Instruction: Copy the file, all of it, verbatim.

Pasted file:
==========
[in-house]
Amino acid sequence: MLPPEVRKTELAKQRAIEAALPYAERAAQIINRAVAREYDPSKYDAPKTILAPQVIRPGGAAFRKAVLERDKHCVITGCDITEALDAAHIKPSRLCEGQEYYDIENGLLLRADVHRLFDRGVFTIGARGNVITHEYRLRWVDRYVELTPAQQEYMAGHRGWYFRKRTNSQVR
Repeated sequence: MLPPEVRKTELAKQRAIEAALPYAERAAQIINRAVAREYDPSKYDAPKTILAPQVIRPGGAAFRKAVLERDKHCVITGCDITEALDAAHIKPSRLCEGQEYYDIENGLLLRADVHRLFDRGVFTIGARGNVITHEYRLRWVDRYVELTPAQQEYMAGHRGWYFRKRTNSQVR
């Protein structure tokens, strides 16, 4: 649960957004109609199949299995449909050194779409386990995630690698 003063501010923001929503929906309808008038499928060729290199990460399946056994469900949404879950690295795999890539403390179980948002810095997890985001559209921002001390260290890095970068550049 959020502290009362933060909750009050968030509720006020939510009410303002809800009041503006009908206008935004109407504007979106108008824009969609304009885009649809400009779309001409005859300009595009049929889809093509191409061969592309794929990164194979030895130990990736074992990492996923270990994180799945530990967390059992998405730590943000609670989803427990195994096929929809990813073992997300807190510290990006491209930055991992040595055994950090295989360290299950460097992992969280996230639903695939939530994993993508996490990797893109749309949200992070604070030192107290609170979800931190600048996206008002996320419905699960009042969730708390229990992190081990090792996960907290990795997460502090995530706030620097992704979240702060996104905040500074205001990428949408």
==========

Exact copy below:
[in-house]
Amino acid sequence: MLPPEVRKTELAKQRAIEAALPYAERAAQIINRAVAREYDPSKYDAPKTILAPQVIRPGGAAFRKAVLERDKHCVITGCDITEALDAAHIKPSRLCEGQEYYDIENGLLLRADVHRLFDRGVFTIGARGNVITHEYRLRWVDRYVELTPAQQEYMAGHRGWYFRKRTNSQVR
Repeated sequence: MLPPEVRKTELAKQRAIEAALPYAERAAQIINRAVAREYDPSKYDAPKTILAPQVIRPGGAAFRKAVLERDKHCVITGCDITEALDAAHIKPSRLCEGQEYYDIENGLLLRADVHRLFDRGVFTIGARGNVITHEYRLRWVDRYVELTPAQQEYMAGHRGWYFRKRTNSQVR
């Protein structure tokens, strides 16, 4: 649960957004109609199949299995449909050194779409386990995630690698 003063501010923001929503929906309808008038499928060729290199990460399946056994469900949404879950690295795999890539403390179980948002810095997890985001559209921002001390260290890095970068550049 959020502290009362933060909750009050968030509720006020939510009410303002809800009041503006009908206008935004109407504007979106108008824009969609304009885009649809400009779309001409005859300009595009049929889809093509191409061969592309794929990164194979030895130990990736074992990492996923270990994180799945530990967390059992998405730590943000609670989803427990195994096929929809990813073992997300807190510290990006491209930055991992040595055994950090295989360290299950460097992992969280996230639903695939939530994993993508996490990797893109749309949200992070604070030192107290609170979800931190600048996206008002996320419905699960009042969730708390229990992190081990090792996960907290990795997460502090995530706030620097992704979240702060996104905040500074205001990428949408």